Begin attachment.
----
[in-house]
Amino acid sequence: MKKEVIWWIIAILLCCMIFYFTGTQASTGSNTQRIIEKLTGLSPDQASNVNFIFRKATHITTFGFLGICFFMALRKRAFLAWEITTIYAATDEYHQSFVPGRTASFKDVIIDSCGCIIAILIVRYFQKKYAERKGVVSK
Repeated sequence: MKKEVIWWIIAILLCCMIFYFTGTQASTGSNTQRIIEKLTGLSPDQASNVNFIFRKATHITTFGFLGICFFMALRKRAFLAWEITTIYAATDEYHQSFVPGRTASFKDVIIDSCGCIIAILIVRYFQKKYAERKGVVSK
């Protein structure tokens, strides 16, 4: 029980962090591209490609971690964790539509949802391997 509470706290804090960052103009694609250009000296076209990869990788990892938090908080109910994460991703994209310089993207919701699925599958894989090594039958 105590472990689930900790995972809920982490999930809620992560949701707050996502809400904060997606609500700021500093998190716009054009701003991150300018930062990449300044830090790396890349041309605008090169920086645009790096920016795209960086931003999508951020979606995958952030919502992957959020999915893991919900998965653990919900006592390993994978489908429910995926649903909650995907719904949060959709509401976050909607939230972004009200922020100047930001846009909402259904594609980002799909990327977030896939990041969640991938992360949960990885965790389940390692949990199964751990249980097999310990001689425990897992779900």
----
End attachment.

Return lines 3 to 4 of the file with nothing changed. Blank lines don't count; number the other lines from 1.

Repeated sequence: MKKEVIWWIIAILLCCMIFYFTGTQASTGSNTQRIIEKLTGLSPDQASNVNFIFRKATHITTFGFLGICFFMALRKRAFLAWEITTIYAATDEYHQSFVPGRTASFKDVIIDSCGCIIAILIVRYFQKKYAERKGVVSK
């Protein structure tokens, strides 16, 4: 029980962090591209490609971690964790539509949802391997 509470706290804090960052103009694609250009000296076209990869990788990892938090908080109910994460991703994209310089993207919701699925599958894989090594039958 105590472990689930900790995972809920982490999930809620992560949701707050996502809400904060997606609500700021500093998190716009054009701003991150300018930062990449300044830090790396890349041309605008090169920086645009790096920016795209960086931003999508951020979606995958952030919502992957959020999915893991919900998965653990919900006592390993994978489908429910995926649903909650995907719904949060959709509401976050909607939230972004009200922020100047930001846009909402259904594609980002799909990327977030896939990041969640991938992360949960990885965790389940390692949990199964751990249980097999310990001689425990897992779900």